Wednesday, May 15, 2019

One-Word Book Titles

Merriam-Webster asked 11 authors how they came up with their single-word book titles.
Here is Malinda Lo, talking about Ash:
My novel Ash is a retelling of “Cinderella.” In many versions of the story, the main character sits in the hearth to keep warm, and thus is covered in ashes. This is why she’s named Cinderella (Cendrillon in French and Aschenputtel in German), implying a girl covered in cinders or ashes. In From the Beast to the Blonde: On Fairy Tales and Their Tellers, Marina Warner called attention to the significance of ashes in the story, explaining that it was a sign of bereavement. Warner wrote: “Cinderella, in her rags, in her sackcloth and ashes, is a daughter who continues to grieve.”

Many people know “Cinderella” as the story of a poor servant girl who grows up to marry a prince, but the story begins when a young girl loses both of her parents. Grief and loss are the underpinnings of this tale, given symbolic expression by the way she sleeps in the ashes of the kitchen fire. Without this darker beginning, the true love that sets her free at the end wouldn’t have nearly as much impact.

I’m not sure when I chose to name my Cinderella character Ash, but it seemed crystal clear to me that it was the only name she could have. Her story might begin in darkness, but she rises out of the ashes of her grief like a phoenix.

Wednesday, May 8, 2019

Get To The Point!

“Once exclamation points were scary and loud; they made you jump,” Heidi Julavits wrote in her 2015 memoir The Folded Clock. “You were in trouble when the exclamation points came out. They were the nunchucks of punctuation. They were a bark, a scold, a gallows sentence. Not any longer. The exclamation point is lighthearted, even whimsical.” The Atlantic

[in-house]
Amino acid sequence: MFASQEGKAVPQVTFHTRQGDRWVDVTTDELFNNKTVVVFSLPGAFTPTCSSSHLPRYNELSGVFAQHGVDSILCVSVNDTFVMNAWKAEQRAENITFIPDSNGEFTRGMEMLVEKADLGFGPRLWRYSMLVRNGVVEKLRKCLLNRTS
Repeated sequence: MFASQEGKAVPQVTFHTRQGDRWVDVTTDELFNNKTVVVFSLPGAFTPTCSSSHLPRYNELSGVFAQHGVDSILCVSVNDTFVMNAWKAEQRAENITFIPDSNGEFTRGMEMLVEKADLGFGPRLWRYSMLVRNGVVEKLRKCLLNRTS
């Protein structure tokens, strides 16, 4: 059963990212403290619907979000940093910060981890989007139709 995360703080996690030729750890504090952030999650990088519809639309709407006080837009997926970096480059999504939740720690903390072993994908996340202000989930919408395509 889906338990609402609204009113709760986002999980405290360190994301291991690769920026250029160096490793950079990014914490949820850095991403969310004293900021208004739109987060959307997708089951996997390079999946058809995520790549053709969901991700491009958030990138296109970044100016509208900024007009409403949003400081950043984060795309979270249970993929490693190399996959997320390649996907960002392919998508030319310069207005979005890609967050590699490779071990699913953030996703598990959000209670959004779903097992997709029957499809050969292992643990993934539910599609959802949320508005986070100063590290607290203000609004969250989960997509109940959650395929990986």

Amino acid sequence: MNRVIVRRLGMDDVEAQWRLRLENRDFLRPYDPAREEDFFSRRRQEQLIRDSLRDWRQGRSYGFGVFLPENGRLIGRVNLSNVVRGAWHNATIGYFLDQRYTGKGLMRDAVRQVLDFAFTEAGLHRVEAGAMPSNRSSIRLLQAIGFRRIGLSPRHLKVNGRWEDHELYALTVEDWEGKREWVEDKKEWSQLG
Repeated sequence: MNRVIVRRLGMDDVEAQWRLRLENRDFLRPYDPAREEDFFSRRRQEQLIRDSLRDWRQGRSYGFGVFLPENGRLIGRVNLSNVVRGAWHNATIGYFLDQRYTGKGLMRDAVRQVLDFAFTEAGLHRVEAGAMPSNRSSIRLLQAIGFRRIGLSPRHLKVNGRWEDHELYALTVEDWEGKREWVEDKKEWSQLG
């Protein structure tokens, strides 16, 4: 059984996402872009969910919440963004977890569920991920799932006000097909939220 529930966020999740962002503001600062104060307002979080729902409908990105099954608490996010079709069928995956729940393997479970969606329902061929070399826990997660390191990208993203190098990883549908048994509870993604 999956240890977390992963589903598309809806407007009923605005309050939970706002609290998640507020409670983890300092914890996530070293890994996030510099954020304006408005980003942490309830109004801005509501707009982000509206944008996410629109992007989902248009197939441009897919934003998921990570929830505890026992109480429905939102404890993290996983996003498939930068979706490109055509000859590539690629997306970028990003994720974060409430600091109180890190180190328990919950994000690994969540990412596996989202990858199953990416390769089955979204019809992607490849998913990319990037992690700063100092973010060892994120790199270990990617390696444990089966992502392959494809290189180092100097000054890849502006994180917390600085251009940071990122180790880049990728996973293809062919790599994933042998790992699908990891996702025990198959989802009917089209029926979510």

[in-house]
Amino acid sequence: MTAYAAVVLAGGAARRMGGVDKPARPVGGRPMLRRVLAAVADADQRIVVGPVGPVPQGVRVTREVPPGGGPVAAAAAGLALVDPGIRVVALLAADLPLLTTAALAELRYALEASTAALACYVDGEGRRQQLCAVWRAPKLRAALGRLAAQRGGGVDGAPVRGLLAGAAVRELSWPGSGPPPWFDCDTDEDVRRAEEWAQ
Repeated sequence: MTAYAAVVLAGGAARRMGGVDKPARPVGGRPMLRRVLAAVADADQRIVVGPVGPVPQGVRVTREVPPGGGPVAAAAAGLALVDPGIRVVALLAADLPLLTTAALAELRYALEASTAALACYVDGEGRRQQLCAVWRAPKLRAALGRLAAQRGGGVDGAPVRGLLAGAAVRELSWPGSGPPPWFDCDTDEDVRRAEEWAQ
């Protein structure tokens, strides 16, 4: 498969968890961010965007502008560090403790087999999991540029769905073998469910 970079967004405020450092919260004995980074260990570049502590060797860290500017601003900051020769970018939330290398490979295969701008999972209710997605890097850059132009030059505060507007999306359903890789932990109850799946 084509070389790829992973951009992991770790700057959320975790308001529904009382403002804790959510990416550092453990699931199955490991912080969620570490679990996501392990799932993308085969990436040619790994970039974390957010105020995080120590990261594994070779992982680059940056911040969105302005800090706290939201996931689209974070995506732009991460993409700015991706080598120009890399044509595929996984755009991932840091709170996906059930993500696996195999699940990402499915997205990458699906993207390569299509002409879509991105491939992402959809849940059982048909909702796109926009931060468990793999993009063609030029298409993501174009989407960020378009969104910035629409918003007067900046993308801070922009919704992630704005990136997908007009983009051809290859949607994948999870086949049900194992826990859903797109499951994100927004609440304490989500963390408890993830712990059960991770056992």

Similarly, omitting an exclamation point also transfers whatever you're writing, by making it sound like you hate your co-worker's guts. 
“Thanks!” reads as: Thank you.
“Thanks” reads as: Whatever. 
“Good job!” reads as: Good job.
“Good job” reads as: Congratulations, you’ve accomplished the bare minimum of what we pay you for. The Cut
Don't Use It.
There is really only one rule when it comes to the exclamation mark: don’t use it. This is an exaggeration of course! In fact, rare usage is the point: the Chicago Manual of Style says the exclamation mark ‘should be used sparingly to be effective.’ BBC
  1. If you are writing a highly professional email, or even if you’re writing to a college professor about missing class, don’t use an exclamation point.
  2. Never use an exclamation point in your term paper—it could knock a few points off your overall grade.
  3. If you’re writing a blog post or something that isn’t highly professional, then you can use an exclamation point. Read through and see if you’ve already used one—if you have, then you don’t need more. Write Exciting Information. You Won’t Need a Billion Exclamation Points. grammarly blog

Monday, April 15, 2019

Poem in Your Pocket Day is April 18, 2019

Every April, on Poem in Your Pocket Day, people celebrate by selecting a poem, carrying it with them, and sharing it with others throughout the day at schools, bookstores, libraries, parks, workplaces, and on social media using the hashtag #pocketpoem. Celebrate Poem in Your Pocket Day this year!